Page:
Self-Improvement vs. Self-Compassion: Finding the Balance

When should you stick to your high standards? And when should you accept yourself as "enough"? This week, Savvy Psychologist Dr. Ellen Hendriksen tackles whether self-improvement and self-compassion can be two great tastes that taste great together, or if they’re more like toothpaste and orange juice.

Ellen Hendriksen, PhD
4-minute read
Episode #214

A few weeks ago on the podcast, we tackled the question of when to push versus when to rest. And this prompted a related question from listener Marissa in Richmond, Virginia. She asked where the line falls between holding yourself to high standards versus practicing self-compassion. 

This is a rich, juicy question. The way I read it, Marissa is asking two things: first, when do I push myself to do better, to go farther? And when do I back off and say, "I am enough"? 

Buy Now

As an Amazon Associate and a Bookshop.org Affiliate, QDT earns from qualifying purchases.

Secondly, she’s asking, "When do I treat myself with compassion?" Let’s tackle that one first.

When Is the Right Time to Practice Self-Compassion?

The short answer is: always. But maybe not in the way you think. 

Let me explain: it’s super common to conflate self-compassion with letting yourself off the hook. But researcher and psychologist Dr. Kristin Neff, who pioneered the notion of self-compassion, makes a distinction between self-compassion and self-indulgence. In her writing, she cautions against interpreting self-compassion as “I’m stressed out today so to be kind to myself I’ll just watch TV all day and eat a quart of ice cream.” Along the same lines, it’s important not to interpret self-compassion as, “I’m uncertain and worried about reaching my high standards, so I’m going to be kind to myself by giving myself a pass.” Not so fast.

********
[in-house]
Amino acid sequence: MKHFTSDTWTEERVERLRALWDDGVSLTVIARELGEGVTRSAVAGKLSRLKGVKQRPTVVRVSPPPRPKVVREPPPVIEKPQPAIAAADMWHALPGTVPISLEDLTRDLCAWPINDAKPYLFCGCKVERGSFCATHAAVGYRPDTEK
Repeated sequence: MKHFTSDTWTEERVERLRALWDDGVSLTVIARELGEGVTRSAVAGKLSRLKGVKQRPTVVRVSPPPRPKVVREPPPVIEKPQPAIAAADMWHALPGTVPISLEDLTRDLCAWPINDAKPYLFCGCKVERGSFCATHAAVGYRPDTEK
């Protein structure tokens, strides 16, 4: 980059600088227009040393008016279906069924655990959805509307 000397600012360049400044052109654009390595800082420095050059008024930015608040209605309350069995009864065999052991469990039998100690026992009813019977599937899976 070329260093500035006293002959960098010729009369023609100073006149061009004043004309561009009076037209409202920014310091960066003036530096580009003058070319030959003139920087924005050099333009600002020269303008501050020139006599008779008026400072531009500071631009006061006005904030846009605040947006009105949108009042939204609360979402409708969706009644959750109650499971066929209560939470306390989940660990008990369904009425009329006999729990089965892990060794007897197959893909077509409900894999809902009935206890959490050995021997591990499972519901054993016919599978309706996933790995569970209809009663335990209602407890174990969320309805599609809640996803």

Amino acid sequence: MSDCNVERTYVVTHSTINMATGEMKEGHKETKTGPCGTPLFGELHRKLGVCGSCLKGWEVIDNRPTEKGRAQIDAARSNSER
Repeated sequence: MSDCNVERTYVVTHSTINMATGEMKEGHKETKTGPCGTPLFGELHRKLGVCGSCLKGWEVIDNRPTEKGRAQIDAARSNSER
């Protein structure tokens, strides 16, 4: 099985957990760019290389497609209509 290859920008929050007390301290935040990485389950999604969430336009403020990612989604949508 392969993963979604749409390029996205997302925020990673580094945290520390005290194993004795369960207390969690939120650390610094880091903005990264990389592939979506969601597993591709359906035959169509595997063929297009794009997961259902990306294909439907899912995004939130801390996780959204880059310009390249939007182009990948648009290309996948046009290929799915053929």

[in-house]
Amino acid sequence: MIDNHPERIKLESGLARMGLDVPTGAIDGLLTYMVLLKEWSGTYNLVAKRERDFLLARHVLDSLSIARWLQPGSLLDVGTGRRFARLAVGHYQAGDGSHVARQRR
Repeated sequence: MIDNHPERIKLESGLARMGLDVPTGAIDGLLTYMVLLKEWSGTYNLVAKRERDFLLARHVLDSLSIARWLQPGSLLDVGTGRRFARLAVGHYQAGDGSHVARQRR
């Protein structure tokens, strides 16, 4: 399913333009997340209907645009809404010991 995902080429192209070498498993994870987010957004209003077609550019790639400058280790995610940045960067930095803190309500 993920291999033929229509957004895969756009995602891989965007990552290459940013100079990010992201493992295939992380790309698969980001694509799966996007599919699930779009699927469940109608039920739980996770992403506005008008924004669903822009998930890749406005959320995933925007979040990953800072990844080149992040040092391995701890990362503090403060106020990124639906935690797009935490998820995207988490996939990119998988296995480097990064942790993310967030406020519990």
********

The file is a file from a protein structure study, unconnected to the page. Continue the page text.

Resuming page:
Self-compassion doesn’t mean you can give up on quitting smoking, working on your term paper, or getting to work on time. Nor does it make those things fun or relaxing. But self-compassion allows you some kindness and support as you tackle the challenge.

In other words, self-compassion doesn’t necessarily mean choosing the easiest or most pleasurable path, it simply means choosing the kindest.

Specifically, think about how you would talk with someone you care about—a good friend or a child—as they face a challenge, a worry, or a difficult time. Would you be harsh and punitive? Would you tell them to suck it up? Or insist there’s no reason to get their underwear in a knot? No, of course not. You’d be kind and supportive. 

But at the same time, you wouldn’t give up on them—you’d believe in them and encourage them. You’d say, “I know you can do it—you’re strong and capable.” “This is tough but hang in there.” “This will get easier as you go, I promise.” “You’re doing great—keep it up.” 

Self-compassion is the same, but for you, by you. After all, your biggest fans aren’t available 24/7. But you are.

So think of self-compassion as a kind, supportive launchpad from which you can take risks, make mistakes, accomplish hard things, and live up to your high standards.  


All content here is for informational purposes only. This content does not replace the professional judgment of your own mental health provider. Please consult a licensed mental health professional for all individual questions and issues.

About the Author

Ellen Hendriksen, PhD

Dr. Ellen Hendriksen was the host of the Savvy Psychologist podcast from 2014 to 2019. She is a clinical psychologist at Boston University's Center for Anxiety and Related Disorders (CARD). She earned her Ph.D. at UCLA and completed her training at Harvard Medical School. Her scientifically-based, zero-judgment approach is regularly featured in Psychology Today, Scientific American, The Huffington Post, and many other media outlets. Her debut book, HOW TO BE YOURSELF: Quiet Your Inner Critic and Rise Above Social Anxiety, was published in March 2018.